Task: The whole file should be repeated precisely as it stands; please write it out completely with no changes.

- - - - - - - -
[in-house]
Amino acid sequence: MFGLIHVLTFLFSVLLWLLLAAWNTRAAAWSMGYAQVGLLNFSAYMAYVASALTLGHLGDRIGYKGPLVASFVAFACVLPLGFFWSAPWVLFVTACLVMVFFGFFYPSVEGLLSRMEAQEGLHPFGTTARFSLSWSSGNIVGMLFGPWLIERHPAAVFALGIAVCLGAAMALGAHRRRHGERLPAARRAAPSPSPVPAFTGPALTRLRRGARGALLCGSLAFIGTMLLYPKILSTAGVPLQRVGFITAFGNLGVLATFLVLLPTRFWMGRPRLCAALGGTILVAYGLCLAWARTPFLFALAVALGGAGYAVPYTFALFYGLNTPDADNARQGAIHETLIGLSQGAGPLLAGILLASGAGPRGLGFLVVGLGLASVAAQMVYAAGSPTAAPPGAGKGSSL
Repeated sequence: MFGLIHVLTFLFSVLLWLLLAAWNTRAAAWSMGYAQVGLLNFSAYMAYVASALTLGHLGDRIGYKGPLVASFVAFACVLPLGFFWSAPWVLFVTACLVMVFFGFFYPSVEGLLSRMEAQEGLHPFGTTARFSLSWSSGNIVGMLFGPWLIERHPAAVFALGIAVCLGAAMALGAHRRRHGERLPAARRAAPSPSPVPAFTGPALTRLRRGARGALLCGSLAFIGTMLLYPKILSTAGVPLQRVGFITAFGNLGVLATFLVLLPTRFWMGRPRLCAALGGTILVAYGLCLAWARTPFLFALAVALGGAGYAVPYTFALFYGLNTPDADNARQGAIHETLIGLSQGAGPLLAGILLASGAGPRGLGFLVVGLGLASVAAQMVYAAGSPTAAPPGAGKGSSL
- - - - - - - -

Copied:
[in-house]
Amino acid sequence: MFGLIHVLTFLFSVLLWLLLAAWNTRAAAWSMGYAQVGLLNFSAYMAYVASALTLGHLGDRIGYKGPLVASFVAFACVLPLGFFWSAPWVLFVTACLVMVFFGFFYPSVEGLLSRMEAQEGLHPFGTTARFSLSWSSGNIVGMLFGPWLIERHPAAVFALGIAVCLGAAMALGAHRRRHGERLPAARRAAPSPSPVPAFTGPALTRLRRGARGALLCGSLAFIGTMLLYPKILSTAGVPLQRVGFITAFGNLGVLATFLVLLPTRFWMGRPRLCAALGGTILVAYGLCLAWARTPFLFALAVALGGAGYAVPYTFALFYGLNTPDADNARQGAIHETLIGLSQGAGPLLAGILLASGAGPRGLGFLVVGLGLASVAAQMVYAAGSPTAAPPGAGKGSSL
Repeated sequence: MFGLIHVLTFLFSVLLWLLLAAWNTRAAAWSMGYAQVGLLNFSAYMAYVASALTLGHLGDRIGYKGPLVASFVAFACVLPLGFFWSAPWVLFVTACLVMVFFGFFYPSVEGLLSRMEAQEGLHPFGTTARFSLSWSSGNIVGMLFGPWLIERHPAAVFALGIAVCLGAAMALGAHRRRHGERLPAARRAAPSPSPVPAFTGPALTRLRRGARGALLCGSLAFIGTMLLYPKILSTAGVPLQRVGFITAFGNLGVLATFLVLLPTRFWMGRPRLCAALGGTILVAYGLCLAWARTPFLFALAVALGGAGYAVPYTFALFYGLNTPDADNARQGAIHETLIGLSQGAGPLLAGILLASGAGPRGLGFLVVGLGLASVAAQMVYAAGSPTAAPPGAGKGSSL